About a month or so ago, I remember telling my husband that I felt like I had skipped a few weeks of pregnancy. At first he thought I meant the end was flying by, but it really felt like I was approaching term. Historically I have been much more active and able to continue with relatively normal activity until go time. Turns out, carrying excessive amounts of amniotic fluid means you are carrying a larger uterus and feel much further along. To put it into perspective, at my most recent appointment in the Dr’s office at 36 + 4 I was measure 43 weeks. Fuuuun.

Between the growth scan ultrasound and Dr’s appointments mentioned in the previous post at 33 + 5 and today at 37 + 5 we have had an MFM ultrasound and appointment, three monitoring ultrasounds, three OB visits, and one overnight stay in L&D.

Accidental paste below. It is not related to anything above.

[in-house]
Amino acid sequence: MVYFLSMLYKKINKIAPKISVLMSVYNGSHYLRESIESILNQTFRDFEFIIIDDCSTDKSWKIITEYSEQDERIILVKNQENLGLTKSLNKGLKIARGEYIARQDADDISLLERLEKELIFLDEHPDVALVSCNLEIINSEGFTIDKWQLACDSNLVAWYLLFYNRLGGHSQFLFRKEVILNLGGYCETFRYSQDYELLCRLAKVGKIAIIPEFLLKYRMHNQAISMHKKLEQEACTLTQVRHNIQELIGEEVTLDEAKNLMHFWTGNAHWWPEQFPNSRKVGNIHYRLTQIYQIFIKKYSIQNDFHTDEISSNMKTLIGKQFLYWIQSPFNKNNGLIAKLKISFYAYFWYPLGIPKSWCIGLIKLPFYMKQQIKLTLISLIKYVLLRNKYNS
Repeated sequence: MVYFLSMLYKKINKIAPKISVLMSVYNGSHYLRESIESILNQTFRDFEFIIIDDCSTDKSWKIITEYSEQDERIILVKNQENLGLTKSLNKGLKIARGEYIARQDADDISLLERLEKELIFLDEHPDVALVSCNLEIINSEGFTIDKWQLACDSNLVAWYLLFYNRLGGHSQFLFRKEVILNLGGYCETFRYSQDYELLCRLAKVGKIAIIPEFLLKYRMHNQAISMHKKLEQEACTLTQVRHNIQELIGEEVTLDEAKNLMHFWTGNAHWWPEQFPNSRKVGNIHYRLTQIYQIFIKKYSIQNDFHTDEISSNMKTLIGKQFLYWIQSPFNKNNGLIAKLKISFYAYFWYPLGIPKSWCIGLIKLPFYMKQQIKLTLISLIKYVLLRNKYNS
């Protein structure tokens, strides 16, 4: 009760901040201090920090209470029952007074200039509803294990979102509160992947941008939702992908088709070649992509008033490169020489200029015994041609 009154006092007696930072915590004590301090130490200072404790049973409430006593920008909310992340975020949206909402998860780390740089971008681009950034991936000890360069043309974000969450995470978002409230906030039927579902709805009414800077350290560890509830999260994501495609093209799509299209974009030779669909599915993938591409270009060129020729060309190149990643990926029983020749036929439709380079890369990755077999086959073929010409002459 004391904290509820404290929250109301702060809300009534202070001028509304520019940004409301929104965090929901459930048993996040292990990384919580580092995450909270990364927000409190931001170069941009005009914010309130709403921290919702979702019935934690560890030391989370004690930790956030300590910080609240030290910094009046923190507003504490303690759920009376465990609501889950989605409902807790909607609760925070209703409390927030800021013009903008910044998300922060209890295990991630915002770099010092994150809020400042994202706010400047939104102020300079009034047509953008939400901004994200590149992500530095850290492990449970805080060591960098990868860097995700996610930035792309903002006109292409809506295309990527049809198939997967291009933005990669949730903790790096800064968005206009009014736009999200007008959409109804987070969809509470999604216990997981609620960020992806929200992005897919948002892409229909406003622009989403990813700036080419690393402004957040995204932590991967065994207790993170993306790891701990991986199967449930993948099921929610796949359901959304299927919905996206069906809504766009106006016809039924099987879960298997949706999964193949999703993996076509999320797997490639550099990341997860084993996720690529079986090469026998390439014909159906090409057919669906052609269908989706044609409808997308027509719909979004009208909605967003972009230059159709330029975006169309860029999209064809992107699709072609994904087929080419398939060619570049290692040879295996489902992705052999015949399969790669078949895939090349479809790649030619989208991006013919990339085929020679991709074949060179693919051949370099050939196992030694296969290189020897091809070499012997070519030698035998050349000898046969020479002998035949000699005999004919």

We’ve seen more of this sweet chunky baby girl that we normally would have and each show has been such a joy. She seems to be thoroughly enjoying her baby pool and is typically Vertex (head down) for the ultrasounds, but always moves around and shifts once things are underway. We’ve gotten to see her trying to put her foot in her mouth, stick her tongue out, swat at the ultrasound wand, do big dramatic back bends, blow raspberries, and all kinds of things.